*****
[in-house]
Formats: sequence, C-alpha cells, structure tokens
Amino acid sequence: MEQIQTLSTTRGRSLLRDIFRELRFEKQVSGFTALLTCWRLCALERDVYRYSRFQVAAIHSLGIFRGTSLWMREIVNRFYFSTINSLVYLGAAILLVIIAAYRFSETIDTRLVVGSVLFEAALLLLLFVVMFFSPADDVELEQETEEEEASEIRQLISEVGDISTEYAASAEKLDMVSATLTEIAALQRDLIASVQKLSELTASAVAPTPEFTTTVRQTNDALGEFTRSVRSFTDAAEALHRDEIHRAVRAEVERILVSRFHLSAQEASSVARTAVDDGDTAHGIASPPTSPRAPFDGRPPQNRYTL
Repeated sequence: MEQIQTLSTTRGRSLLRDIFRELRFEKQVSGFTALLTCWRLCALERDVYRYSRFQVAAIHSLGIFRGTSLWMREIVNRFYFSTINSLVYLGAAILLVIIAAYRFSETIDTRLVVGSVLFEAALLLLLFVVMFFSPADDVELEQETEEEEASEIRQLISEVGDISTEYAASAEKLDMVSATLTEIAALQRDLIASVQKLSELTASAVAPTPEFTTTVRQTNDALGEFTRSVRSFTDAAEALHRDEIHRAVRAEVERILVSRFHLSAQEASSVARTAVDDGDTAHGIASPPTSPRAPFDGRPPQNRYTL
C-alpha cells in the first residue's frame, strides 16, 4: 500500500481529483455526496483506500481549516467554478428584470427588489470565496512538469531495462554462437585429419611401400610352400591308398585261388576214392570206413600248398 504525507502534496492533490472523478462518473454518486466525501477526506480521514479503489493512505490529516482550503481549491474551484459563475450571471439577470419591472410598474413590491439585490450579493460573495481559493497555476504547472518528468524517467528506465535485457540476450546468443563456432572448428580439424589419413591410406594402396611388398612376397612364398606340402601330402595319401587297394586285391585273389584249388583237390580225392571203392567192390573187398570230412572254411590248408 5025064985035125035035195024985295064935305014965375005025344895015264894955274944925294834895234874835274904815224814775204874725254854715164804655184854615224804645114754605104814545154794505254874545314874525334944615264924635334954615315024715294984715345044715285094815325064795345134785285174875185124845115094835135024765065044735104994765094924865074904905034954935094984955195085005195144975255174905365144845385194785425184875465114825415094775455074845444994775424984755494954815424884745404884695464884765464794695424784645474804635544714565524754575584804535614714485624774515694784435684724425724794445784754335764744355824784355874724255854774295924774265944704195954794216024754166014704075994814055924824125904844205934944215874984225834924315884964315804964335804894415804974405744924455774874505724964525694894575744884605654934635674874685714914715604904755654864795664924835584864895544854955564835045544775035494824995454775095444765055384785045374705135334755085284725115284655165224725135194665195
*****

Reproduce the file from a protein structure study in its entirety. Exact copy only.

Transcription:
[in-house]
Formats: sequence, C-alpha cells, structure tokens
Amino acid sequence: MEQIQTLSTTRGRSLLRDIFRELRFEKQVSGFTALLTCWRLCALERDVYRYSRFQVAAIHSLGIFRGTSLWMREIVNRFYFSTINSLVYLGAAILLVIIAAYRFSETIDTRLVVGSVLFEAALLLLLFVVMFFSPADDVELEQETEEEEASEIRQLISEVGDISTEYAASAEKLDMVSATLTEIAALQRDLIASVQKLSELTASAVAPTPEFTTTVRQTNDALGEFTRSVRSFTDAAEALHRDEIHRAVRAEVERILVSRFHLSAQEASSVARTAVDDGDTAHGIASPPTSPRAPFDGRPPQNRYTL
Repeated sequence: MEQIQTLSTTRGRSLLRDIFRELRFEKQVSGFTALLTCWRLCALERDVYRYSRFQVAAIHSLGIFRGTSLWMREIVNRFYFSTINSLVYLGAAILLVIIAAYRFSETIDTRLVVGSVLFEAALLLLLFVVMFFSPADDVELEQETEEEEASEIRQLISEVGDISTEYAASAEKLDMVSATLTEIAALQRDLIASVQKLSELTASAVAPTPEFTTTVRQTNDALGEFTRSVRSFTDAAEALHRDEIHRAVRAEVERILVSRFHLSAQEASSVARTAVDDGDTAHGIASPPTSPRAPFDGRPPQNRYTL
C-alpha cells in the first residue's frame, strides 16, 4: 500500500481529483455526496483506500481549516467554478428584470427588489470565496512538469531495462554462437585429419611401400610352400591308398585261388576214392570206413600248398 504525507502534496492533490472523478462518473454518486466525501477526506480521514479503489493512505490529516482550503481549491474551484459563475450571471439577470419591472410598474413590491439585490450579493460573495481559493497555476504547472518528468524517467528506465535485457540476450546468443563456432572448428580439424589419413591410406594402396611388398612376397612364398606340402601330402595319401587297394586285391585273389584249388583237390580225392571203392567192390573187398570230412572254411590248408 5025064985035125035035195024985295064935305014965375005025344895015264894955274944925294834895234874835274904815224814775204874725254854715164804655184854615224804645114754605104814545154794505254874545314874525334944615264924635334954615315024715294984715345044715285094815325064795345134785285174875185124845115094835135024765065044735104994765094924865074904905034954935094984955195085005195144975255174905365144845385194785425184875465114825415094775455074845444994775424984755494954815424884745404884695464884765464794695424784645474804635544714565524754575584804535614714485624774515694784435684724425724794445784754335764744355824784355874724255854774295924774265944704195954794216024754166014704075994814055924824125904844205934944215874984225834924315884964315804964335804894415804974405744924455774874505724964525694894575744884605654934635674874685714914715604904755654864795664924835584864895544854955564835045544775035494824995454775095444765055384785045374705135334755085284725115284655165224725135194665195